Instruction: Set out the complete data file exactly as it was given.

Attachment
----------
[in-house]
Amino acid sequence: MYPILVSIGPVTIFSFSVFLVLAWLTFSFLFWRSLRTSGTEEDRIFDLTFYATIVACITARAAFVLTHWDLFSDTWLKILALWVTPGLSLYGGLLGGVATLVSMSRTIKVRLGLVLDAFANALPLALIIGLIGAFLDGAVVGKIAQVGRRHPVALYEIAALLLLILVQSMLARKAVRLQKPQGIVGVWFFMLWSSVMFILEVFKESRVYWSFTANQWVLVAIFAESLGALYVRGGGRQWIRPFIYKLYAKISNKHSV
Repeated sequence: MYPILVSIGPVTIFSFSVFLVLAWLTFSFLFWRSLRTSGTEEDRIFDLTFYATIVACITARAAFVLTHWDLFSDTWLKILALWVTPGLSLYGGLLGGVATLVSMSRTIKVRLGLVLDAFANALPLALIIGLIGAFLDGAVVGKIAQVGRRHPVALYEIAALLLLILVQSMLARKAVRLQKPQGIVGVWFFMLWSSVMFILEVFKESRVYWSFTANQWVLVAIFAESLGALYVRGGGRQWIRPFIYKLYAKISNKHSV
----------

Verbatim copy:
[in-house]
Amino acid sequence: MYPILVSIGPVTIFSFSVFLVLAWLTFSFLFWRSLRTSGTEEDRIFDLTFYATIVACITARAAFVLTHWDLFSDTWLKILALWVTPGLSLYGGLLGGVATLVSMSRTIKVRLGLVLDAFANALPLALIIGLIGAFLDGAVVGKIAQVGRRHPVALYEIAALLLLILVQSMLARKAVRLQKPQGIVGVWFFMLWSSVMFILEVFKESRVYWSFTANQWVLVAIFAESLGALYVRGGGRQWIRPFIYKLYAKISNKHSV
Repeated sequence: MYPILVSIGPVTIFSFSVFLVLAWLTFSFLFWRSLRTSGTEEDRIFDLTFYATIVACITARAAFVLTHWDLFSDTWLKILALWVTPGLSLYGGLLGGVATLVSMSRTIKVRLGLVLDAFANALPLALIIGLIGAFLDGAVVGKIAQVGRRHPVALYEIAALLLLILVQSMLARKAVRLQKPQGIVGVWFFMLWSSVMFILEVFKESRVYWSFTANQWVLVAIFAESLGALYVRGGGRQWIRPFIYKLYAKISNKHSV